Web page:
SEIMEI Telescope (Okayama Obs.)
|3.8-meter SEIMEI Telescope was completed
Kyoto University Astronomical Observatory and Department of Astronomy completed
installation of a new 3.8-meter diameter optical-infrared alt-azimuth mount telescope (now
named Seimei Telescope) into the telescope dome on the summit area of Mt. Chikurinji
(366 meter) in the southwest region of Okayama prefecture, between Asakuchi-city and
Yakage-town. A press conference was held on August 17, 2018 to commemorate the
completion of the dome structure.
The original development of a new telescope that resulted as Seimei Telescope began in
the early 2000s. The construction of the dome structure began in 2016, and after three
years Seimei Telescope achieved a great milestone with its mirror segments installed on
the telescope itself in the summer of 2018.
Seimei is a distinguished telescope whose construction makes use of three techniques
First is the petal-shaped segmented mirror design for the primary
mirror. The segmented mirror design is widely used by telescopes around the world, from
the one of the largest ground-based telescopes 10-meter Keck twin telescopes (ref1) to
recently the NASA/James Webb Space Telescope (to be launched on March 2021, ref2),
and hexagon-shaped segment mirrors are typically used.
Seimei would be the world's first
telescope with the primary mirror assembled from eighteen petal-shaped mirror segments.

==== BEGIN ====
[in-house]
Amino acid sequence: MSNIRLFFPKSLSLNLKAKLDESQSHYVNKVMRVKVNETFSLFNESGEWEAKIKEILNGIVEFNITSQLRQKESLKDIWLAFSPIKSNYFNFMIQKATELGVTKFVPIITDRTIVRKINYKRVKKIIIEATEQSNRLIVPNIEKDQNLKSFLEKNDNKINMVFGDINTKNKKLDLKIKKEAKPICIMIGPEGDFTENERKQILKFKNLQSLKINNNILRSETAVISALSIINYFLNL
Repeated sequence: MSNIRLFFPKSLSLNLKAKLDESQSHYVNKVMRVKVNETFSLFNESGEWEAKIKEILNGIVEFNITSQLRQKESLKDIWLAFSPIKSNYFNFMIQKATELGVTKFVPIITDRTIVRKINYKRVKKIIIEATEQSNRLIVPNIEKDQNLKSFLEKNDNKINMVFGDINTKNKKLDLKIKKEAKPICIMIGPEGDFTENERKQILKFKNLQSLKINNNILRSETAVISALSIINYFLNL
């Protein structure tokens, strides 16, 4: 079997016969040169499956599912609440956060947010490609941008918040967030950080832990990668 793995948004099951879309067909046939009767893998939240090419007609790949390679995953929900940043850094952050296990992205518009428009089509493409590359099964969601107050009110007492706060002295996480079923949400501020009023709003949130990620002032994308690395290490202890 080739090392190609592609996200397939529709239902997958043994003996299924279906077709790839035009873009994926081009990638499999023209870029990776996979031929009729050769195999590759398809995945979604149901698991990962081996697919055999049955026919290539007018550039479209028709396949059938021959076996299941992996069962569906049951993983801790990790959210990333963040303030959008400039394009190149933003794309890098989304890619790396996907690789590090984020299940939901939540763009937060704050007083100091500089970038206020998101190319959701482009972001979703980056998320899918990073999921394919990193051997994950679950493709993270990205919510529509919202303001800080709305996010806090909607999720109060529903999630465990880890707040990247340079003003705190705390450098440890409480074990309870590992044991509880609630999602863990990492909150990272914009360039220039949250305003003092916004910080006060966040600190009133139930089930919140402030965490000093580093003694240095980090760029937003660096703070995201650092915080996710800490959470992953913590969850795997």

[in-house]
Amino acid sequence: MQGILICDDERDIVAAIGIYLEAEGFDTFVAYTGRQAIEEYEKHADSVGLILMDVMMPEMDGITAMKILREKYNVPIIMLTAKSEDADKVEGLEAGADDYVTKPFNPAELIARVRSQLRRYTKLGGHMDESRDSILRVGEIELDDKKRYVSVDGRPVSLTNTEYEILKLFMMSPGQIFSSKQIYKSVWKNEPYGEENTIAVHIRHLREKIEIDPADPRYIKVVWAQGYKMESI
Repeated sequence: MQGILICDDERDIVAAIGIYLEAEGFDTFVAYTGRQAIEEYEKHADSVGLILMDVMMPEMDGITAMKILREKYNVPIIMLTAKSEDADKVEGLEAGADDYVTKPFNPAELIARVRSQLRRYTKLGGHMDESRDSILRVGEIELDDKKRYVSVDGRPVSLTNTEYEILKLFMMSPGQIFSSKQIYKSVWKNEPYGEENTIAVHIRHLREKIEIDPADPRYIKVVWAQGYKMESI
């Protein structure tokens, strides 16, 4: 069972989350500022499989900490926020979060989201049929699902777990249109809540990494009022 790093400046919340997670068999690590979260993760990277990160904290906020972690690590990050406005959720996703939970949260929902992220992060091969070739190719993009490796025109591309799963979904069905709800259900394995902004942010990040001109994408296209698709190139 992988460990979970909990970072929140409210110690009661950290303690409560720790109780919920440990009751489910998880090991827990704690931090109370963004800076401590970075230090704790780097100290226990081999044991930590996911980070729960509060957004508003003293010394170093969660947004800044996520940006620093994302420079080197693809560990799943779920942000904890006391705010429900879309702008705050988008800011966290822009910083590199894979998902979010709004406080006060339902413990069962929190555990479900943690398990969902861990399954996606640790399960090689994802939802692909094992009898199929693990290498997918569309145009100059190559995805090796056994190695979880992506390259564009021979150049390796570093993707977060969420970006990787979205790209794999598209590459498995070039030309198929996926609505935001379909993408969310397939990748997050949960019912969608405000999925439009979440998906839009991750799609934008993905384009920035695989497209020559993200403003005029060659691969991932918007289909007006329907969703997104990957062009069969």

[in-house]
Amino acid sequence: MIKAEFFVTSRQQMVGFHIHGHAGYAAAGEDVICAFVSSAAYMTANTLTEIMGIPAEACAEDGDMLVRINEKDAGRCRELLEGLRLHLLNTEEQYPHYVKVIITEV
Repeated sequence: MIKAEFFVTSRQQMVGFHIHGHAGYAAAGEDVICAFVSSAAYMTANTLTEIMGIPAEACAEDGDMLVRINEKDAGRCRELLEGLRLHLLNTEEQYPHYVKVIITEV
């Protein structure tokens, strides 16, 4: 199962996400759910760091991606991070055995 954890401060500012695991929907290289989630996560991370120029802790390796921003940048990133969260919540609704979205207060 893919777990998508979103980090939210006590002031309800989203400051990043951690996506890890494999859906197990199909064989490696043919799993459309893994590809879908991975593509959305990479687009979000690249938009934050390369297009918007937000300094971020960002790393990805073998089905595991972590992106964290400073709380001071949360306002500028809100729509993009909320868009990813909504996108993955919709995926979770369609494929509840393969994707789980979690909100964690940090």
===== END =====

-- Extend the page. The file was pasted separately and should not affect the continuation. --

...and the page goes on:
The optical characteristics of Seimei Telescope with the petal-shaped segments are
supposed to be superior to telescopes with hexagon segments.
Second is the ultra-precision mirror grinding technology. It usually takes quite a long time
and needs great cost to polish mirrors made from glass-ceramic material at high precision.
For the case of the 8.2-meter primary mirror for Subaru Telescope of National
Astronomical Observatory of Japan (ref3) at the summit of Mauna Kea, it took four years to
complete primary mirror polishing (ref4). However, we successfully reduce the amount of
time significantly, needed for shaping and polishing these mirror segments by
incorporating our own ultra-precision mirror grinding technique.
Third is the light-weight telescope alt-azimuth mount. In order to observe the sky efficiently,
Seimei Telescope needs to be able to point to any target objects within a very short
amount of time. To do so, Seimei Telescope is built upon a light-weight but durable
structural design. We were able to reduce the total weight of the telescope structure by
adopting arc-like railings and truss structure to support the primary mirror segments and
the telescope itself and optimizing the telescope design with a genetic algorithm.
Each of these technologies was developed specifically for Seimei Telescope on our own.
Last but not least, the development of Seimei Telescope itself was also a significant task to
achieve the project.
As of December 2018, we are giving final touches to the optical/mechanical/electronic
sections of Seimei Telescope and fine-tuning the supporting software for telescope
operations. We expect the first light of Seimei Telescope very soon, and the science
operation will commence soon thereafter. Seimei Telescope will be one of the workhorses
in 2020s astronomy. We look forward to making breakthroughs with our own Seimei